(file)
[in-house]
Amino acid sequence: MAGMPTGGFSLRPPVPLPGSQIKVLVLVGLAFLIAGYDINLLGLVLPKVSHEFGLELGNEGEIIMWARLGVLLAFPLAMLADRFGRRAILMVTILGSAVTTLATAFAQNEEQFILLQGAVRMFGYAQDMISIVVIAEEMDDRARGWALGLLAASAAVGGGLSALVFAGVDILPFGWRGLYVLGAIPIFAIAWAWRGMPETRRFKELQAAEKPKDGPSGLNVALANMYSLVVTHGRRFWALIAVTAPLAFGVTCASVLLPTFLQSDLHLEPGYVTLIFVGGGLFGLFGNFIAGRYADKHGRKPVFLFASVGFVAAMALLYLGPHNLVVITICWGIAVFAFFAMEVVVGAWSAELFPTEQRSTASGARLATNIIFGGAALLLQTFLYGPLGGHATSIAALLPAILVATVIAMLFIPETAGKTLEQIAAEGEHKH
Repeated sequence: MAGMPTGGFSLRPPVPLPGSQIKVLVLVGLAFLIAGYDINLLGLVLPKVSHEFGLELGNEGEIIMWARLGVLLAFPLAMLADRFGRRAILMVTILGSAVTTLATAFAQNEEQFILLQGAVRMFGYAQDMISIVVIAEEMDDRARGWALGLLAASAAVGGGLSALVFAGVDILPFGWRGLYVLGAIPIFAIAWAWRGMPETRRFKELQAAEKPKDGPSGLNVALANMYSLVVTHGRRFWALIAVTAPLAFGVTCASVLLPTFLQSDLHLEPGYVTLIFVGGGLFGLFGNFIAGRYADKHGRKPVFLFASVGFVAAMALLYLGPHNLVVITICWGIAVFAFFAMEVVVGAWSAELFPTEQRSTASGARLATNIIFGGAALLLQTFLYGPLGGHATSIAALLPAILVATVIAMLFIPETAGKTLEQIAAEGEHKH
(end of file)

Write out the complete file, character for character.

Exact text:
[in-house]
Amino acid sequence: MAGMPTGGFSLRPPVPLPGSQIKVLVLVGLAFLIAGYDINLLGLVLPKVSHEFGLELGNEGEIIMWARLGVLLAFPLAMLADRFGRRAILMVTILGSAVTTLATAFAQNEEQFILLQGAVRMFGYAQDMISIVVIAEEMDDRARGWALGLLAASAAVGGGLSALVFAGVDILPFGWRGLYVLGAIPIFAIAWAWRGMPETRRFKELQAAEKPKDGPSGLNVALANMYSLVVTHGRRFWALIAVTAPLAFGVTCASVLLPTFLQSDLHLEPGYVTLIFVGGGLFGLFGNFIAGRYADKHGRKPVFLFASVGFVAAMALLYLGPHNLVVITICWGIAVFAFFAMEVVVGAWSAELFPTEQRSTASGARLATNIIFGGAALLLQTFLYGPLGGHATSIAALLPAILVATVIAMLFIPETAGKTLEQIAAEGEHKH
Repeated sequence: MAGMPTGGFSLRPPVPLPGSQIKVLVLVGLAFLIAGYDINLLGLVLPKVSHEFGLELGNEGEIIMWARLGVLLAFPLAMLADRFGRRAILMVTILGSAVTTLATAFAQNEEQFILLQGAVRMFGYAQDMISIVVIAEEMDDRARGWALGLLAASAAVGGGLSALVFAGVDILPFGWRGLYVLGAIPIFAIAWAWRGMPETRRFKELQAAEKPKDGPSGLNVALANMYSLVVTHGRRFWALIAVTAPLAFGVTCASVLLPTFLQSDLHLEPGYVTLIFVGGGLFGLFGNFIAGRYADKHGRKPVFLFASVGFVAAMALLYLGPHNLVVITICWGIAVFAFFAMEVVVGAWSAELFPTEQRSTASGARLATNIIFGGAALLLQTFLYGPLGGHATSIAALLPAILVATVIAMLFIPETAGKTLEQIAAEGEHKH